It may have been a different story in Duisburg had Jimenez converted from 12 yards but Yassine Bounou made a save and Ocampos glanced in the only goal two minutes from time.

    Wolves, whose European adventure started 13 months and 17 games ago, had too little time to respond and Sevilla saw things through to advance to another continental semi-final.

  • Shakhtar Donetsk 4-1 Basel: Taison and Marlos star to secure Inter semi-final in Europa League Shakhtar Donetsk 4-1 Basel: Taison and Marlos star to secure Inter semi-final in Europa League

    Shakhtar Donetsk eased past Basel 4-1 on Tuesday to book an intriguing Europa League semi-final against Inter.

    The 2008-09 UEFA Cup winners made light work of their Swiss opponents in Gelsenkirchen after scoring early through Moraes.

    Taison doubled Shakhtar's lead and further goals could and perhaps should have followed long before Alan Patrick's penalty made it three as Basel were dominated in the one-legged last-eight tie.

    Shakhtar, who got a late fourth through Dodo, will surely now back themselves to at least cause Antonio Conte's Inter problems next week, although this routine victory did little to test their readiness.

    Luis Castro's side led after just 100 seconds with the aid of some generous goalkeeping from stand-in Djordje Nikolic.

    Marlos delivered a corner from the right and Nikolic, playing due to Jonas Omlin's injury, lunged hopelessly towards the ball, granting Moraes an open goal when he got there first with the header.

    Afimico Pululu shot agonisingly across the face of goal at the other end, but Shakhtar remained in control and the second soon followed.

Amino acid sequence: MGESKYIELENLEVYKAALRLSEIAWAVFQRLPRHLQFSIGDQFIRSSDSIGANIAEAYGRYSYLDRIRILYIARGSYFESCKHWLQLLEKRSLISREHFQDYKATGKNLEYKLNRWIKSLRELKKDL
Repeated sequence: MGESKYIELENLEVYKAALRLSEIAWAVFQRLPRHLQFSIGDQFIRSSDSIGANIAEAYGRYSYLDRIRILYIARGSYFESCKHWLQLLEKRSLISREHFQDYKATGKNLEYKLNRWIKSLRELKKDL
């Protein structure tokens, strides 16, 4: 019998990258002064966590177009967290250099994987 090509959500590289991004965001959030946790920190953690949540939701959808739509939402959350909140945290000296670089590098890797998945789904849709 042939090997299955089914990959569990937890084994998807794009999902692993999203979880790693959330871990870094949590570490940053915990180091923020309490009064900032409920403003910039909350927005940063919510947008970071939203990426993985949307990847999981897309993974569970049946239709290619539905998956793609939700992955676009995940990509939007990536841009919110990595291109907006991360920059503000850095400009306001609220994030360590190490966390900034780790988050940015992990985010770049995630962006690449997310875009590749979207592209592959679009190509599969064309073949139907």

A speedy break from halfway resulted in Marlos controlling on the right corner of the box, taking his time to pick out Taison, whose wayward attempt was deflected high into the net by Fabian Frei.

    Nikolic saved smartly from Moraes and was alert again as Marlos rifled an effort goalwards from 20 yards, before Marcos Antonio swept a stunning strike against the crossbar.

    Basel belatedly enjoyed a better spell just after the hour mark, but a VAR review did not provide Pululu with a penalty and then Arthur Cabral squandered a big opportunity, lifting his finish wide of goal with Andriy Pyatov stranded.

    There would be no fightback as Taison went over in the area and a spot-kick did this time follow, allowing Alan Patrick to calmly beat a scrambling Nikolic.

    There was still time for Dodo to thump in number four following Mateus Tete's well-timed pass on the counter, with Ricky van Wolfswinkel's stoppage-time tap-in from Kemal Ademi's centre the scantest of consolations. 


    What does it mean? Elite European experience tells

    This Shakhtar side are experienced campaigners in continental competition and made the most of the absence of a couple of key men in the Basel XI, with Nikolic and centre-back Jasper van der Werff each struggling.

    The Ukrainians showed their nous throughout a comfortable triumph, pouncing on Basel's errors while making few of their own. Inter should prove a different proposition.

    Marvellous Marlos dazzles

    Shakhtar's best work was channelled through Marlos, who excelled from set-pieces and so often picked the right pass in open play – as evidenced by his assists.

    The second goal in particular came courtesy of the winger's calm in the final third. With Shakhtar players bombing forward, Marlos steadied himself and, when he might have rushed a shot, teed up Taison.

    Nikolic nixes Basel hopes

    Shakhtar were clear favourites coming into this clash, but Basel did not need to look far for inspiration. Quarter-final underdogs Copenhagen had taken Manchester United to extra-time on Monday.

    But where Copenhagen kept things tight and relied on a standout performance from their goalkeeper, Basel's Nikolic quickly erred. The inexperienced 23-year-old was foolishly tempted from his line with less than two minutes on the clock and gave his side a mountain to climb.

    What's next?

    Shakhtar might find next opponents Inter a little less accommodating when they meet in Dusseldorf next Monday.

© 2020 SportsMaxTV All Rights Reserved.